ORLANDO, Fla.— The U.S. government is making about $1.4 billion in rental-assistance funding available to Florida, and Central Florida is going after its share of it.

What You Need To Know

  • Orlando, at least 7 Central Florida counties apply for federal rental-assistance funds

  • Orange, Seminole, Osceola, Lake, Brevard, Marion, Volusia counties seek funding

  • Funding comes from $25 billion U.S. Treasury Emergency Rental Assistance Program

The City of Orlando, Orange County, and at least six other Central Florida counties say they have applied for funding from the $25 billion U.S. Department of Treasury Emergency Rental Assistance Program.

The program, from the federal coronavirus relief bill signed into law late last month, allowed counties and municipalities with populations of more than 200,000 to apply for funding. In all, Florida is allocated to receive about $1.4 billion.

The Central Florida counties of Seminole, Osceola, Lake, Brevard, Marion, and Volusia also applied for funds.

The City of Orlando said Friday that it applied for up to $8.6 million.

“As we seek additional guidance from the Treasury Department, we will figure out exactly how those funds will be administered,” Orlando Mayor Buddy Dyer said at Thursday’s Orange County coronavirus news briefing.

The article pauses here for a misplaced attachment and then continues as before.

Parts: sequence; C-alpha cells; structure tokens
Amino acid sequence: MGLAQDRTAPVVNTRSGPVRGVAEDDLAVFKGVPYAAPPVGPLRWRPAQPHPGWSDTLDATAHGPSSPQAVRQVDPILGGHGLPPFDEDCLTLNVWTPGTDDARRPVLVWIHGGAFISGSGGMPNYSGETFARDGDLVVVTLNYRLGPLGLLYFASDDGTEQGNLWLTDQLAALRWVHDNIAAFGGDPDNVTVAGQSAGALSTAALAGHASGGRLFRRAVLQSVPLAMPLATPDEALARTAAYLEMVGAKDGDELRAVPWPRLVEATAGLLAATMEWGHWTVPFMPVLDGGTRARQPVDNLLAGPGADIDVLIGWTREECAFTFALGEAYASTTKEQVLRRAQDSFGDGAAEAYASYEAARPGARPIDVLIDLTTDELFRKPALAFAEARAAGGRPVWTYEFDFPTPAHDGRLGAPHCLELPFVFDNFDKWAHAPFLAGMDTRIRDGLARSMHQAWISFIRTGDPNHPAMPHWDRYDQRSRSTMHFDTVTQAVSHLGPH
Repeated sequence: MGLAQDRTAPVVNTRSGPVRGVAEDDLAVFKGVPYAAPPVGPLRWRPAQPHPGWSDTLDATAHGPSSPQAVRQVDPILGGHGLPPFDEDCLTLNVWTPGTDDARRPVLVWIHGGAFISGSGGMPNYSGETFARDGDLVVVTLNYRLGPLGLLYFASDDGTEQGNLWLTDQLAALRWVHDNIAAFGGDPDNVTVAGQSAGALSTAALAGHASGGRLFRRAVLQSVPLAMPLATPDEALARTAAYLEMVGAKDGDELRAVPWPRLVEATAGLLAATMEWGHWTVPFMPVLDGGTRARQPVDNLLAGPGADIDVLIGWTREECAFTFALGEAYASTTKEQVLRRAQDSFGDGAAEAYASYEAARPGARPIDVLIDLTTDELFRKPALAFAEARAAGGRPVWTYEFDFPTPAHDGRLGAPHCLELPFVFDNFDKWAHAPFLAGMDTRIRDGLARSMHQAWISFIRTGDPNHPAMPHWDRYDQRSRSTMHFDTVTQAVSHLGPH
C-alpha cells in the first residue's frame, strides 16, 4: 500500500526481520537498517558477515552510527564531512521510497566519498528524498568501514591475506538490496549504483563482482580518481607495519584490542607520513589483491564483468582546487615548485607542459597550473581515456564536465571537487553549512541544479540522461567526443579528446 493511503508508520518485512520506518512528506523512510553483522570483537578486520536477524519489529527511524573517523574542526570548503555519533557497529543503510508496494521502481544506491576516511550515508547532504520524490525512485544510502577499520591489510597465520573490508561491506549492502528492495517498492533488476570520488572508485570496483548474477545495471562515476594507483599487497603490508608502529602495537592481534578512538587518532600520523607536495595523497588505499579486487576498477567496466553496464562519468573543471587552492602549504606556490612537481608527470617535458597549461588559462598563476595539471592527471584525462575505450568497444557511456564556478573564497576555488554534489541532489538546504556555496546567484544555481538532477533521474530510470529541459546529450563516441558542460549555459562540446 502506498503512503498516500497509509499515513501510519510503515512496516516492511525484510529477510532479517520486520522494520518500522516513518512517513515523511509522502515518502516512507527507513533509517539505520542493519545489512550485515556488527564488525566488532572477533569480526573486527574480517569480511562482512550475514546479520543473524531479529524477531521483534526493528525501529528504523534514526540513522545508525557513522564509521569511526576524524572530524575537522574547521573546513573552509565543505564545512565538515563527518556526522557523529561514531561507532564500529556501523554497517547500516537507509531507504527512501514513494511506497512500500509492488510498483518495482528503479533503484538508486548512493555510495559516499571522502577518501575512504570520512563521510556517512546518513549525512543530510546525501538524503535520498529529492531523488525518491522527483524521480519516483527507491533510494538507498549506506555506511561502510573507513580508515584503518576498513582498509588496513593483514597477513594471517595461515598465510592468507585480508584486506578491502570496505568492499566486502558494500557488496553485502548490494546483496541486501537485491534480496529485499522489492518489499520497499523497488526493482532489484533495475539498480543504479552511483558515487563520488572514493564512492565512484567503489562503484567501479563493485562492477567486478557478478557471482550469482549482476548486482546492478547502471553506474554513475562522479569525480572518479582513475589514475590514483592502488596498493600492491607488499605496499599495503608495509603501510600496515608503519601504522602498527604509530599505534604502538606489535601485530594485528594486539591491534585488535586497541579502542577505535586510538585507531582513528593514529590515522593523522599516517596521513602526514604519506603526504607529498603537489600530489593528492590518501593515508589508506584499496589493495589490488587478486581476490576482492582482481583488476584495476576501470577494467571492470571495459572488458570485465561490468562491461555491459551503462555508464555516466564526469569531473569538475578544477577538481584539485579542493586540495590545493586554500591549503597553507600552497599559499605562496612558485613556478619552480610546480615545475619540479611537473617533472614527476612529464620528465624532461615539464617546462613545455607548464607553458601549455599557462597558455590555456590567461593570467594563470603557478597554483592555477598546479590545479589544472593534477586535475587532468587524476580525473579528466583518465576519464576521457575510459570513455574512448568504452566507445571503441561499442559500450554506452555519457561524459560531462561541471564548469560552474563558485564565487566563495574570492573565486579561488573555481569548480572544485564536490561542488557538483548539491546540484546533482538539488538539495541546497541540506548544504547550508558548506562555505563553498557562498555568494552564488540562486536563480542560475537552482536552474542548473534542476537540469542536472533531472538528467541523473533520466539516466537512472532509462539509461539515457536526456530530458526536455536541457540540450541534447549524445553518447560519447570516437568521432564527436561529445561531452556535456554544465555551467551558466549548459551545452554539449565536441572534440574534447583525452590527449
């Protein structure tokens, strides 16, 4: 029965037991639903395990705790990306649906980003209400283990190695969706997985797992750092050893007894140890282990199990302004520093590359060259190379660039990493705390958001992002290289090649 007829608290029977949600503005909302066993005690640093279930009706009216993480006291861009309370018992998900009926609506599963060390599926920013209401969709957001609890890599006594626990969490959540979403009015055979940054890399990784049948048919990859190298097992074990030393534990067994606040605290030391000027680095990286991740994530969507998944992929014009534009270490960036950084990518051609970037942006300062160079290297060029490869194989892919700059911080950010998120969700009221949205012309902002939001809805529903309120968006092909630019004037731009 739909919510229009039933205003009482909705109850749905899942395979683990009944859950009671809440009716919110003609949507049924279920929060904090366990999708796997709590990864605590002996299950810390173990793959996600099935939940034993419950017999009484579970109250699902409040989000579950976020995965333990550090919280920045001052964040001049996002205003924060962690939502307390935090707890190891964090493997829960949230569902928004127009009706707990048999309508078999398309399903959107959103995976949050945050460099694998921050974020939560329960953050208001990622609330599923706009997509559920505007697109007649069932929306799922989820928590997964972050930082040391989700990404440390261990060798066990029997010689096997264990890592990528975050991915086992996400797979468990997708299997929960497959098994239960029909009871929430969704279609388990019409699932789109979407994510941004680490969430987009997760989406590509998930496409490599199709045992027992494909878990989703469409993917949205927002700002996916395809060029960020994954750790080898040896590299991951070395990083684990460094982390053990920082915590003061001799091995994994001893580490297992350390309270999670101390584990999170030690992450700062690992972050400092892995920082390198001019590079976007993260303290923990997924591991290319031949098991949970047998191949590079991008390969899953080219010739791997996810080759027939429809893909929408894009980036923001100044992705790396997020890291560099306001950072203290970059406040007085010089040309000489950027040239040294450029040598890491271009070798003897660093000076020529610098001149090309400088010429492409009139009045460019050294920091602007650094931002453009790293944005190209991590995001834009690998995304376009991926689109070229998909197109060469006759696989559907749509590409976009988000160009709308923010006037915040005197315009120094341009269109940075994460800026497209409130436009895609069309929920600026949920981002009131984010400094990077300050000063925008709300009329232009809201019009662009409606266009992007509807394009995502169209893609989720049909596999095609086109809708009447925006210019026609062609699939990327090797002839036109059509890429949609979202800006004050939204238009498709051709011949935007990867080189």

Dyer said the city has helped more than 550 households get current on their rent through its Rental Assistance Program. The application deadline for that program expired in December.

Funding for Orlando's rental assistance and for programs such as Orange County’s COVID-19 Eviction Diversion Program came from the Coronavirus Aid, Relief, and Economic Security, or CARES, Act from last March.

The funding and programs come as the economic effects of the coronavirus pandemic continue to produce a crushing effect on Central Florida and its services and entertainment industry.

Molly Duerig is a Report for America corps member who is covering affordable housing for Spectrum News 13. Report for America is a nonprofit national service program that places journalists in local newsrooms to report on undercovered issues.